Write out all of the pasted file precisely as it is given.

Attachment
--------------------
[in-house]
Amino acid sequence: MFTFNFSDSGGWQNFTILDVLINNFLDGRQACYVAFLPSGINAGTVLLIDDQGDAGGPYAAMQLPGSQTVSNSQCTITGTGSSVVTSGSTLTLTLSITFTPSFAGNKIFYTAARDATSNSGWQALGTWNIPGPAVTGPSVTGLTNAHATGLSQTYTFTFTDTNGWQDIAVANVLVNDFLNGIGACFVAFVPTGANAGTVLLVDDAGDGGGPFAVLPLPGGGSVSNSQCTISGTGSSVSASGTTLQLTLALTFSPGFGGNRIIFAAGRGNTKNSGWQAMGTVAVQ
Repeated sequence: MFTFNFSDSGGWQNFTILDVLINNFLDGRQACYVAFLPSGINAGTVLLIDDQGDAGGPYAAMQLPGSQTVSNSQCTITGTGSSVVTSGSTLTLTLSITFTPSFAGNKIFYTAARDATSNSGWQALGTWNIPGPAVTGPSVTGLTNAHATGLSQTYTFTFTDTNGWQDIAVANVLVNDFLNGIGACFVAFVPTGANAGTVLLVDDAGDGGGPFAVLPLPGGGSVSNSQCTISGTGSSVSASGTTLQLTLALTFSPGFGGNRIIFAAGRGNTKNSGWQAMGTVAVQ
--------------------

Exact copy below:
[in-house]
Amino acid sequence: MFTFNFSDSGGWQNFTILDVLINNFLDGRQACYVAFLPSGINAGTVLLIDDQGDAGGPYAAMQLPGSQTVSNSQCTITGTGSSVVTSGSTLTLTLSITFTPSFAGNKIFYTAARDATSNSGWQALGTWNIPGPAVTGPSVTGLTNAHATGLSQTYTFTFTDTNGWQDIAVANVLVNDFLNGIGACFVAFVPTGANAGTVLLVDDAGDGGGPFAVLPLPGGGSVSNSQCTISGTGSSVSASGTTLQLTLALTFSPGFGGNRIIFAAGRGNTKNSGWQAMGTVAVQ
Repeated sequence: MFTFNFSDSGGWQNFTILDVLINNFLDGRQACYVAFLPSGINAGTVLLIDDQGDAGGPYAAMQLPGSQTVSNSQCTITGTGSSVVTSGSTLTLTLSITFTPSFAGNKIFYTAARDATSNSGWQALGTWNIPGPAVTGPSVTGLTNAHATGLSQTYTFTFTDTNGWQDIAVANVLVNDFLNGIGACFVAFVPTGANAGTVLLVDDAGDGGGPFAVLPLPGGGSVSNSQCTISGTGSSVSASGTTLQLTLALTFSPGFGGNRIIFAAGRGNTKNSGWQAMGTVAVQ